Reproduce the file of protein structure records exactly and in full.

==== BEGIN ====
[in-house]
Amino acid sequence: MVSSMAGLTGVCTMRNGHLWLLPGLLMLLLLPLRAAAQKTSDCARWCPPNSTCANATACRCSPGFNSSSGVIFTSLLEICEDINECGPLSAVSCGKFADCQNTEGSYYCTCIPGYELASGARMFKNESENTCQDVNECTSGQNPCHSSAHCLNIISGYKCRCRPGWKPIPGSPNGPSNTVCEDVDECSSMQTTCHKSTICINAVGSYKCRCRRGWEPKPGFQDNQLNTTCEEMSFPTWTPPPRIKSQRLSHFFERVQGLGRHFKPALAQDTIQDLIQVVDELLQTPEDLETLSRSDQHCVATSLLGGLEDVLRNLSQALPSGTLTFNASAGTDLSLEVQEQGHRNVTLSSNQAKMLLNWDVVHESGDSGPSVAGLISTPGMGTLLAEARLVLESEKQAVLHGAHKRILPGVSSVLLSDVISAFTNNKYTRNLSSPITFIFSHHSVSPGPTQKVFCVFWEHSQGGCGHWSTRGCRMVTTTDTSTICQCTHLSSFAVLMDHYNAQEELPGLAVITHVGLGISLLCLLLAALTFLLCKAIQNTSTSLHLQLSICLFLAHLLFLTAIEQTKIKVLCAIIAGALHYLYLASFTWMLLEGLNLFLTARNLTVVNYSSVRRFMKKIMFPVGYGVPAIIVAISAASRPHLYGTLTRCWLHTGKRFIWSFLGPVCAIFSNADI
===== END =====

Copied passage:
[in-house]
Amino acid sequence: MVSSMAGLTGVCTMRNGHLWLLPGLLMLLLLPLRAAAQKTSDCARWCPPNSTCANATACRCSPGFNSSSGVIFTSLLEICEDINECGPLSAVSCGKFADCQNTEGSYYCTCIPGYELASGARMFKNESENTCQDVNECTSGQNPCHSSAHCLNIISGYKCRCRPGWKPIPGSPNGPSNTVCEDVDECSSMQTTCHKSTICINAVGSYKCRCRRGWEPKPGFQDNQLNTTCEEMSFPTWTPPPRIKSQRLSHFFERVQGLGRHFKPALAQDTIQDLIQVVDELLQTPEDLETLSRSDQHCVATSLLGGLEDVLRNLSQALPSGTLTFNASAGTDLSLEVQEQGHRNVTLSSNQAKMLLNWDVVHESGDSGPSVAGLISTPGMGTLLAEARLVLESEKQAVLHGAHKRILPGVSSVLLSDVISAFTNNKYTRNLSSPITFIFSHHSVSPGPTQKVFCVFWEHSQGGCGHWSTRGCRMVTTTDTSTICQCTHLSSFAVLMDHYNAQEELPGLAVITHVGLGISLLCLLLAALTFLLCKAIQNTSTSLHLQLSICLFLAHLLFLTAIEQTKIKVLCAIIAGALHYLYLASFTWMLLEGLNLFLTARNLTVVNYSSVRRFMKKIMFPVGYGVPAIIVAISAASRPHLYGTLTRCWLHTGKRFIWSFLGPVCAIFSNADI